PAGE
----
Sputnik: Angela Merkel has said that she will not be running for the CDU party leadership at its next party conference. Is this decision a surprise to you?
Malte Kaufmann: I really think it's a good decision that Merkel steps back as the chairperson of her party, but we think it's not enough. She should step back as chancellor of Germany. That would really help the country proceed, because she stands for mass migration and…also for the European debt crisis that we are facing at the moment. So the best decision she could take would be to step back from all of her offices right now.
Malte Kaufmann: It's really significant. In the last few years, in every election, the CDU and SPD [Social Democratic Party of Germany] have lost dramatically, also now in Bavaria and Hessen. The [ratings] of these two parties are going down, and on the other hand, the [ratings] of the Greens and the AfD are on the rise, because there is no profile anymore for the once-popular CDU and SPD parties.
Sputnik: What consequences can this have for Chancellor Merkel's policies in Germany?
Malte Kaufmann: Well as I've said, I think there is no dramatic change in her own policies; she has always stated that the public has misunderstood, has not really understood her ideas and her policies, and that she needs to explain more what she is trying to do. But the fact is, the public is waking up and saying 'we have had enough of this, we're fed up, we want a change in policies'. And that's why more and more people, by the millions, are turning away from her party.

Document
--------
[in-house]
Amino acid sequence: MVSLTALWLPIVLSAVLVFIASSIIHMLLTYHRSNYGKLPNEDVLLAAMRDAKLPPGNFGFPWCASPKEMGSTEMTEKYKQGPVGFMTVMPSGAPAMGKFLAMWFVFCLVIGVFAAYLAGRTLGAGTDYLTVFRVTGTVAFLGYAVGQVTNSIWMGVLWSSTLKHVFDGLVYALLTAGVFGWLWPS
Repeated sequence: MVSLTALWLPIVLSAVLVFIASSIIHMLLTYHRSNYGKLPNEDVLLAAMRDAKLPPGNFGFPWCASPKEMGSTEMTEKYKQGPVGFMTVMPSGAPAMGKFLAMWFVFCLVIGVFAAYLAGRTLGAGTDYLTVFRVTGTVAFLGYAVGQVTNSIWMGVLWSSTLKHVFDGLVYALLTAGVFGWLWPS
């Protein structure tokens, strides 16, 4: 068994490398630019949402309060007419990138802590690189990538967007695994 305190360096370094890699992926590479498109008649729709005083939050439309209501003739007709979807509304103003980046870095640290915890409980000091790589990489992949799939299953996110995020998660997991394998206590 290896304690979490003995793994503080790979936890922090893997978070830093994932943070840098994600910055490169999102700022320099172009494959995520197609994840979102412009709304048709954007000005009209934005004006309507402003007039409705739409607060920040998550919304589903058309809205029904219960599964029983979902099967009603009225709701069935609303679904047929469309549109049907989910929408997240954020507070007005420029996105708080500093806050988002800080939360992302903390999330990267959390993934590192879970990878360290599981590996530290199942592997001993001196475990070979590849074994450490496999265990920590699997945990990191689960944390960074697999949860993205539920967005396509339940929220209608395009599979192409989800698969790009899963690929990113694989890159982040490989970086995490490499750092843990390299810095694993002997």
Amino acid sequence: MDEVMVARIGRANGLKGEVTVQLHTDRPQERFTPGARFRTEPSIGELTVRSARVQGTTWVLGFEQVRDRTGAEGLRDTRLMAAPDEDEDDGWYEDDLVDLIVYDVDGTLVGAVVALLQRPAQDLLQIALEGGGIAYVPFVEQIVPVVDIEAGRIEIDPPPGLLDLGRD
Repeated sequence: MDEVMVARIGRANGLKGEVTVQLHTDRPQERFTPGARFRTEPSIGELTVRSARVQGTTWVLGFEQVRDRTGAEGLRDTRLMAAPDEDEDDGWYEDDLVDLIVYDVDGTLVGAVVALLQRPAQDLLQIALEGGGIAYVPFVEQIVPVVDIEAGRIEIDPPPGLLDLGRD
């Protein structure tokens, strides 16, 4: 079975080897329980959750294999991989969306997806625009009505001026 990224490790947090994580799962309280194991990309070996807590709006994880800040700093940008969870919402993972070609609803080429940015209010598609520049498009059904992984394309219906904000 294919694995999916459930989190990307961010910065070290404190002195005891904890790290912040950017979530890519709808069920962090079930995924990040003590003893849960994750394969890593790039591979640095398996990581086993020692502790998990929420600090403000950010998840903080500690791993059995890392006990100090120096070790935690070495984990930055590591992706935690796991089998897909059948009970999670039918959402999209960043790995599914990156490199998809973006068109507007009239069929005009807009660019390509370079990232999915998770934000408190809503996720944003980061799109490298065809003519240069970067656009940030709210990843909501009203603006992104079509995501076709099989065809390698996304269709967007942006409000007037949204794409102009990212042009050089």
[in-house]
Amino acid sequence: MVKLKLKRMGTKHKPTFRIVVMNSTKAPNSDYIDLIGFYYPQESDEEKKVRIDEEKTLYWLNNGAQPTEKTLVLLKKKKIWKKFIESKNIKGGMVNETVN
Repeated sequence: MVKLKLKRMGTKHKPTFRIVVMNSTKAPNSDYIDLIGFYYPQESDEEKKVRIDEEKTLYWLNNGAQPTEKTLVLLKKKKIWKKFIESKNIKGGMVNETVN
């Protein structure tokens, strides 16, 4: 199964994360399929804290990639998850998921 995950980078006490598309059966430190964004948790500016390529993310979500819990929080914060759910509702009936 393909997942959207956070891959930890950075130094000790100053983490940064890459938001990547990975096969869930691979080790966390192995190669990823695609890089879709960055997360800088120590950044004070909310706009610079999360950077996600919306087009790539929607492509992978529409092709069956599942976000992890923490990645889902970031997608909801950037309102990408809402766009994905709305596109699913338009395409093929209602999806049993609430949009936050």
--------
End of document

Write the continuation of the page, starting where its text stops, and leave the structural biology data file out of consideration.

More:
Sputnik: Some experts are saying that these reputational losses could lead to Germany losing some of its influence and clout in the European Union on the eve of Brexit. Germany has been one of the strongest voices in the EU. It's been one of the leading countries economically and politically. How is Merkel's decision going to affect Berlin in that capacity?
Malte Kaufmann: It's already the case that Angela Merkel's policies are dividing the European Union nations, because many countries, like Italy, with [Matteo] Salvini as minister of interior, or Hungary with [Prime Minister Viktor] Orban, do not want this mass migration, primarily from Muslim countries, that Angela Merkel stands for.
Sputnik: Your party has been experiencing gains in recent elections. What does Merkel's planned departure mean for the AfD?
Malte Kaufmann: We're really glad, and in spite of all the attacks that we face from the media, from the leftist movement in Germany, we have won one parliament after the other. We are now in the European Parliament, in the national parliament, the Bundestag, and in all sixteen state parliaments; that's a historic victory; we are gaining movement, and more and more people are waking up and understanding that we are a conservative and patriotic movement and party; they are honoring that, and we win voters by the month.
Sputnik: What does the right wing shift that a lot of European states are facing right now say about voters?
Malte Kaufmann: I think it just says that they are waking up to the facts, to the reality. You know, in Germany, we have thousands of terrorists that have come through the mass migration. Just three weeks ago there was an incident in Cologne, where a terrorist was almost able to kill hundreds of people with a biochemical weapon. That's just one example. In Freiburg in the south of Germany there was a mass rape by fifteen people, fourteen of them Syrians, one German, and you know, we have all these attacks, knife attacks also. People are waking up and they want a change. And that's why the right wing movement all over Europe is gaining strength.
Dr. Malte Kaufmann is a lecturer at the Bucharest Academy of Economic Studies, and Alternative for Germany's chairman in the district of Heidelberg, southwestern Germany. The views expressed by Dr. Kauffman are his own, and do not necessarily reflect those of Sputnik.